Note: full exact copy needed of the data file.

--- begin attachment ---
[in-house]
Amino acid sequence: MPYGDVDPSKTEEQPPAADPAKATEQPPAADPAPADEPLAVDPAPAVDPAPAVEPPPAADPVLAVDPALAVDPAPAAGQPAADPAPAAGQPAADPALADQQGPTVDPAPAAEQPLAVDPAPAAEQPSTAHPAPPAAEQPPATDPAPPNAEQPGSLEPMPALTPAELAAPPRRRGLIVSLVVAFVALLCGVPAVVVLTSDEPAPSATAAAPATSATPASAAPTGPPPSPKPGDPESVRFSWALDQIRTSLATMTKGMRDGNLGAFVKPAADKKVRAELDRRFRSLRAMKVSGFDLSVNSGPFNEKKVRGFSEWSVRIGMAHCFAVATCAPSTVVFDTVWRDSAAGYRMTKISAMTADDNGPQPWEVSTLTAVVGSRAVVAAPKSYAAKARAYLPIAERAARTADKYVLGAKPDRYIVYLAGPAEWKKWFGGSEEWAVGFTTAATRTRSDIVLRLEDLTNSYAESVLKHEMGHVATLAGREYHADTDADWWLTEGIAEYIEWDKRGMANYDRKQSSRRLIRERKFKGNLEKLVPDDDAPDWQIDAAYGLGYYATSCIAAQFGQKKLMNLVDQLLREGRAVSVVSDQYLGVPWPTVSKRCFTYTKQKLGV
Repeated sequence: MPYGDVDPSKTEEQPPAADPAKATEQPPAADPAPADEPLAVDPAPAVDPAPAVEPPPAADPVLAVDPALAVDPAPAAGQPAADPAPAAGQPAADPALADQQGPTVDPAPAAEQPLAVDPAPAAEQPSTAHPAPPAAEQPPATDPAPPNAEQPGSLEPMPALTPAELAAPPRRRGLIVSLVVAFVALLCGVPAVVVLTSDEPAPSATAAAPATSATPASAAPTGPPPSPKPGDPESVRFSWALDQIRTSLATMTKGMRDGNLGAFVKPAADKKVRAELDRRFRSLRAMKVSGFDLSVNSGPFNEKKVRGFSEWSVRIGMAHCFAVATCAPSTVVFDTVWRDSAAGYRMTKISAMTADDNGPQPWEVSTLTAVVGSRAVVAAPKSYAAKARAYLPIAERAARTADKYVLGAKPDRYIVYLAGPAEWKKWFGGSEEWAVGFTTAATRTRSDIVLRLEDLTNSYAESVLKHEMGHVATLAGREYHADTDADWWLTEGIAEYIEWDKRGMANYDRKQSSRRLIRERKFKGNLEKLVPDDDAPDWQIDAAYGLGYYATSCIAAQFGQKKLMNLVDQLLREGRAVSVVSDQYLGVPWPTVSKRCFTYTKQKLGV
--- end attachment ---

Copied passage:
[in-house]
Amino acid sequence: MPYGDVDPSKTEEQPPAADPAKATEQPPAADPAPADEPLAVDPAPAVDPAPAVEPPPAADPVLAVDPALAVDPAPAAGQPAADPAPAAGQPAADPALADQQGPTVDPAPAAEQPLAVDPAPAAEQPSTAHPAPPAAEQPPATDPAPPNAEQPGSLEPMPALTPAELAAPPRRRGLIVSLVVAFVALLCGVPAVVVLTSDEPAPSATAAAPATSATPASAAPTGPPPSPKPGDPESVRFSWALDQIRTSLATMTKGMRDGNLGAFVKPAADKKVRAELDRRFRSLRAMKVSGFDLSVNSGPFNEKKVRGFSEWSVRIGMAHCFAVATCAPSTVVFDTVWRDSAAGYRMTKISAMTADDNGPQPWEVSTLTAVVGSRAVVAAPKSYAAKARAYLPIAERAARTADKYVLGAKPDRYIVYLAGPAEWKKWFGGSEEWAVGFTTAATRTRSDIVLRLEDLTNSYAESVLKHEMGHVATLAGREYHADTDADWWLTEGIAEYIEWDKRGMANYDRKQSSRRLIRERKFKGNLEKLVPDDDAPDWQIDAAYGLGYYATSCIAAQFGQKKLMNLVDQLLREGRAVSVVSDQYLGVPWPTVSKRCFTYTKQKLGV
Repeated sequence: MPYGDVDPSKTEEQPPAADPAKATEQPPAADPAPADEPLAVDPAPAVDPAPAVEPPPAADPVLAVDPALAVDPAPAAGQPAADPAPAAGQPAADPALADQQGPTVDPAPAAEQPLAVDPAPAAEQPSTAHPAPPAAEQPPATDPAPPNAEQPGSLEPMPALTPAELAAPPRRRGLIVSLVVAFVALLCGVPAVVVLTSDEPAPSATAAAPATSATPASAAPTGPPPSPKPGDPESVRFSWALDQIRTSLATMTKGMRDGNLGAFVKPAADKKVRAELDRRFRSLRAMKVSGFDLSVNSGPFNEKKVRGFSEWSVRIGMAHCFAVATCAPSTVVFDTVWRDSAAGYRMTKISAMTADDNGPQPWEVSTLTAVVGSRAVVAAPKSYAAKARAYLPIAERAARTADKYVLGAKPDRYIVYLAGPAEWKKWFGGSEEWAVGFTTAATRTRSDIVLRLEDLTNSYAESVLKHEMGHVATLAGREYHADTDADWWLTEGIAEYIEWDKRGMANYDRKQSSRRLIRERKFKGNLEKLVPDDDAPDWQIDAAYGLGYYATSCIAAQFGQKKLMNLVDQLLREGRAVSVVSDQYLGVPWPTVSKRCFTYTKQKLGV